The scenic railway from Bristol to Weymouth


“A great salt, sheening sea bending into the land like a bow, thousands of gentlepeople walking up and down, bands of music playing…and out of every ten folk you meet, nine of ‘em in love”  enthused one of Thomas Hardy’s fictional characters*. Today the wonderful beach and promenade at Weymouth is still the greatest draw for thousands in the summer, whether or not they are in love! However, it is far from the only reason to head for the town, which is well worth visiting at any time of year. The historic Harbourside with its cafes and interesting small shops, plus the Brewers Quay complex with its Timewalk, craft workshops and shopping village, is a reason in itself to head for Weymouth.  Amongst many other attractions for a day out are the fascinating Nothe Fort on its promontory with glorious views over the town and the Jurassic Coast, the atmospheric Isle of Portland which is linked to the mainland by the extraordinary Chesil Beach, the Sea Life Adventure Park, and two wonderful RSPB nature reserves – Lodmoor park and Radipole Lake. It is also a great shopping destination, with a good mix of “big name” stores and individual independent shops, and a lively market on Thursdays in the Swannery Car Park, close to the station. There is a huge range of places to eat, from traditional style ice cream parlours and fish and chip shops to historic pubs and great restaurants.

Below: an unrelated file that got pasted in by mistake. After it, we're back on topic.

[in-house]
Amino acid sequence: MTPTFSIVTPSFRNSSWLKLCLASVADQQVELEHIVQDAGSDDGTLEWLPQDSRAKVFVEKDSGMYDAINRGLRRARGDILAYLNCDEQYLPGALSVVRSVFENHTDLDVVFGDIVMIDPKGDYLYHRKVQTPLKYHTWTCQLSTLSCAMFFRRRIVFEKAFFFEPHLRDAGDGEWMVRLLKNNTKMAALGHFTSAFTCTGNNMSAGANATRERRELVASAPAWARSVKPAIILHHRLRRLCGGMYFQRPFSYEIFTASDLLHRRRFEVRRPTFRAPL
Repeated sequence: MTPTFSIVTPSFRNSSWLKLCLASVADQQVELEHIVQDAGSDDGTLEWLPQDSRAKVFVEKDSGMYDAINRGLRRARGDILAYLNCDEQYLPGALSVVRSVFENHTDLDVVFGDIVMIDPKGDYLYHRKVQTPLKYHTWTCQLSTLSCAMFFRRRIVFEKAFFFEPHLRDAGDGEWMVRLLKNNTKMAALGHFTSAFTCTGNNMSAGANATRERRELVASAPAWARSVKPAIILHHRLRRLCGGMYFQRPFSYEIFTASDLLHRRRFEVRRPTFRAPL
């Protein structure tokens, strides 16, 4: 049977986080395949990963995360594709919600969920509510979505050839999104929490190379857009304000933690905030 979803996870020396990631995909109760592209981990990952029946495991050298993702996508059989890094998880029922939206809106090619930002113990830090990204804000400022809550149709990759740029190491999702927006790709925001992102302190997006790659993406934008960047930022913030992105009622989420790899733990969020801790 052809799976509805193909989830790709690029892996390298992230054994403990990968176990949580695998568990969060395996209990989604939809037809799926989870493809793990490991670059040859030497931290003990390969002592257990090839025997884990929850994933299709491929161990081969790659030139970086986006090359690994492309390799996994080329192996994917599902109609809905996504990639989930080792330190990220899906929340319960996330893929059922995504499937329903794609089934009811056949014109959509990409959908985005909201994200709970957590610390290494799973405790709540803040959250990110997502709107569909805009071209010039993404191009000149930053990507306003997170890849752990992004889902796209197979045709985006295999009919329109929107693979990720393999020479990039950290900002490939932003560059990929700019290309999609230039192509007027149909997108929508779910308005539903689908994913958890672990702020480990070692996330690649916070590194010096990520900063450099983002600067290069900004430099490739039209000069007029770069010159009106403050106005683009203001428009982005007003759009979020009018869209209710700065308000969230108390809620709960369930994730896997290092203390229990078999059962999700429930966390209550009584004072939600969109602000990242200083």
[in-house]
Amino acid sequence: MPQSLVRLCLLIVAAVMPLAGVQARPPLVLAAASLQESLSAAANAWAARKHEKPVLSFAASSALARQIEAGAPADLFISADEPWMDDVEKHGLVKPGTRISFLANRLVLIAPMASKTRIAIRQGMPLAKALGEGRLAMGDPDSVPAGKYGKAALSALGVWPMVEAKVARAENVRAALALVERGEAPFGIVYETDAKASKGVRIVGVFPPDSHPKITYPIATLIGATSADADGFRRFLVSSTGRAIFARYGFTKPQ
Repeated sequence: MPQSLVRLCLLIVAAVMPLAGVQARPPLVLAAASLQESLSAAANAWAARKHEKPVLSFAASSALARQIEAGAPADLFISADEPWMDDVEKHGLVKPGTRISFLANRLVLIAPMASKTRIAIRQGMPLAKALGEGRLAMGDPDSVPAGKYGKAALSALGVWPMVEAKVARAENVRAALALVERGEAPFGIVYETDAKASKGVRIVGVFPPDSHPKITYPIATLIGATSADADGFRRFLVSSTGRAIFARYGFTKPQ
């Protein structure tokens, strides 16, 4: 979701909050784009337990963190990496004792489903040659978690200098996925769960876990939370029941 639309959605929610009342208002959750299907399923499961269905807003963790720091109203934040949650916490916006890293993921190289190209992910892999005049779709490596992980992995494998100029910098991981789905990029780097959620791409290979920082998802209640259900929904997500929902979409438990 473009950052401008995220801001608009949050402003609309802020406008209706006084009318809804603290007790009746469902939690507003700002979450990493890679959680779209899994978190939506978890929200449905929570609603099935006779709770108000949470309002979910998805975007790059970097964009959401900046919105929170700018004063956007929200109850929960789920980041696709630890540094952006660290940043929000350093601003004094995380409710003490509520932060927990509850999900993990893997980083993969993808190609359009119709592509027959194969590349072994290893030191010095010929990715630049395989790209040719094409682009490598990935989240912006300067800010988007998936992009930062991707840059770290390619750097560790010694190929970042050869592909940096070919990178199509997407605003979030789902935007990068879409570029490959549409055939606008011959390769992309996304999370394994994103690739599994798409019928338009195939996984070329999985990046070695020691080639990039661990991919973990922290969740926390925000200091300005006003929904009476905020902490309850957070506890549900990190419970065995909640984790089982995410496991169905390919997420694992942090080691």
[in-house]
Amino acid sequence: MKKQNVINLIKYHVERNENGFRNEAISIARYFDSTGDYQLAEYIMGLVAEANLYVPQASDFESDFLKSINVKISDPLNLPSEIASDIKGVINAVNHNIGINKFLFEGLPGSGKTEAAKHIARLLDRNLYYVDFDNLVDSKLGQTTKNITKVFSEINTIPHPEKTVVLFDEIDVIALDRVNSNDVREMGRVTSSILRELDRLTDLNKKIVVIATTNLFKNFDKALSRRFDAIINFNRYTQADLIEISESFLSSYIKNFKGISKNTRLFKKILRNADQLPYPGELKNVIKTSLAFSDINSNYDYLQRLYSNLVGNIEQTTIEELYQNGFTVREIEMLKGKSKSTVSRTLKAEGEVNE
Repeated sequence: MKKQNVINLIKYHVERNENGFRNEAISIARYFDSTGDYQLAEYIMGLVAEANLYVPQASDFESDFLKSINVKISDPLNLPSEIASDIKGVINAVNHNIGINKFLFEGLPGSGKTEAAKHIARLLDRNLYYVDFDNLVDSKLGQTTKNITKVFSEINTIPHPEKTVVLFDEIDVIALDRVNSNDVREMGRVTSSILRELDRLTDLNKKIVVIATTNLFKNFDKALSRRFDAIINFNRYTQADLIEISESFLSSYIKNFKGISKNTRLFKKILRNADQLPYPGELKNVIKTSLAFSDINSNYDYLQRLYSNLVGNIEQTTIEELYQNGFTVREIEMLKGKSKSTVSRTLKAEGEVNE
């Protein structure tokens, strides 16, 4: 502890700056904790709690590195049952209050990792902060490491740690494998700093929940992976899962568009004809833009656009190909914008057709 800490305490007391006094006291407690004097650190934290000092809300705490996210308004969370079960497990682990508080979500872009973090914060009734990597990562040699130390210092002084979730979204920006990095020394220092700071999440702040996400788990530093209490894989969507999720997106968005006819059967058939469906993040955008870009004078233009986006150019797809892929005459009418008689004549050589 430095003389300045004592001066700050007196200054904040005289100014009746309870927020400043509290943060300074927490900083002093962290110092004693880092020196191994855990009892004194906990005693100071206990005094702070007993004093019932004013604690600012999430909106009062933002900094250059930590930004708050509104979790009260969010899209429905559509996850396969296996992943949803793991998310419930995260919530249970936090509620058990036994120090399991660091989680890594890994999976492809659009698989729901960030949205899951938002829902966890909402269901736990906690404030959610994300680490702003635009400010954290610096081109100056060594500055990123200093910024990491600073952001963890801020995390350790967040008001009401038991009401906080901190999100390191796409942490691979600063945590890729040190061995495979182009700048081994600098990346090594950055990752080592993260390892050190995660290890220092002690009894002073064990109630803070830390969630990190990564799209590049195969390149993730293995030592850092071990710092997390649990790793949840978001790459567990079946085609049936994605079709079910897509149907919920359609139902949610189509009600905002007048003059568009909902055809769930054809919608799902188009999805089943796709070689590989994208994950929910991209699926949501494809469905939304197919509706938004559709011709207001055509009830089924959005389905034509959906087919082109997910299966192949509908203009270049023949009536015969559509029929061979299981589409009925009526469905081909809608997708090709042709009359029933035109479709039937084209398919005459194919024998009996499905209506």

The Rodwell Trail follows the track of the old railway that used to transport Portland stone to the mainland, and is popular both for walking and cycling. Using Weymouth’s great range of bus services or hiring bikes for an adventure in or around Weymouth, Portland and the Jurassic Coast are other ideas for a great day out.

* Diggory Venn in “The Return of the Native”, 1878